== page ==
(Photo: Jeff Zelevansky / Getty)
In the 22 January 2009 issue of Rolling Stone, Paul Krugman writes “What Obama Must Do – A Letter to the New President.” In it he emphasizes that Obama will face an unprecedented economic crisis that is “worse than almost anyone imagined” and will grow still worse unless and until adequate measures are taken to combat it. Primary among those measures is to put Americans back to work. Under Bush from 2001 through 2007 job growth was insufficient to keep pace with population growth, resulting in 1.5 to 2 million additional unemployed. Then in 2008 alone 2 million jobs were lost outright. Krugman asserts that “There's nothing in either the data or the underlying situation to suggest that the plunge in employment will slow anytime soon, which means that by late this year we could be 10 million or more jobs short of where we should be.” (snip) “Add in those who aren't counted in the standard rate because they've given up looking for work, plus those forced to take part-time jobs when they want to work full-time, and we're probably looking at a real-world unemployment rate of around 15 percent — more than 20 million Americans frustrated in their efforts to find work.” (snip) “As many as 10 million middle-class Americans would be pushed into poverty, and another 6 million would be pushed into 'deep poverty'...”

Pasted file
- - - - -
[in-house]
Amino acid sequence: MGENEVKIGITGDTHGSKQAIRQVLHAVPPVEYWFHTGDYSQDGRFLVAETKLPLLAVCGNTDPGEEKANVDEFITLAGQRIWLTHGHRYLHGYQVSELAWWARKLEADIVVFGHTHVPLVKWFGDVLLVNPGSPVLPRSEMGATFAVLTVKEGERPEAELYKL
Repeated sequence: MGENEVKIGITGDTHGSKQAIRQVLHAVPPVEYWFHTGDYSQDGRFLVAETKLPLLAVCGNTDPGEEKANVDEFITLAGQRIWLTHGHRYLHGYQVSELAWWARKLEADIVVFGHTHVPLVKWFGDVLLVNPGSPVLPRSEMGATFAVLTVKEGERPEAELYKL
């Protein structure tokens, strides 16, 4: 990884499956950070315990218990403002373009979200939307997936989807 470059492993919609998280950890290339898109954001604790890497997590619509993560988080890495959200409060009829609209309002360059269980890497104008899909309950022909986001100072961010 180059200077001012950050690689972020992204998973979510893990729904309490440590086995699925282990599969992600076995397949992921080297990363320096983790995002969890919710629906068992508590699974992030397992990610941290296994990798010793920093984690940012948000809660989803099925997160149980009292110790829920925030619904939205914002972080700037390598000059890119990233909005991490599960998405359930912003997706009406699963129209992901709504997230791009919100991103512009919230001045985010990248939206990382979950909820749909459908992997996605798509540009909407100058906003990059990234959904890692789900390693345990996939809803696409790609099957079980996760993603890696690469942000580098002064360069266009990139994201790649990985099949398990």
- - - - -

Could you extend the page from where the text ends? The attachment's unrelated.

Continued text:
Because 75% of our Gross Domestic Product (GDP) is due to American consumers consuming, growing impoverishment of the middle class is the single most important factor that must be reversed, and reversed fast, if we are to have any hope of avoiding another great depression. And Krugman explains why the burden of reversing this trend now falls squarely on the shoulders of the new president (because “the FED has lost its mojo”) and how much it will cost (likely double Obama’s present plan in the short run, and more in the long run).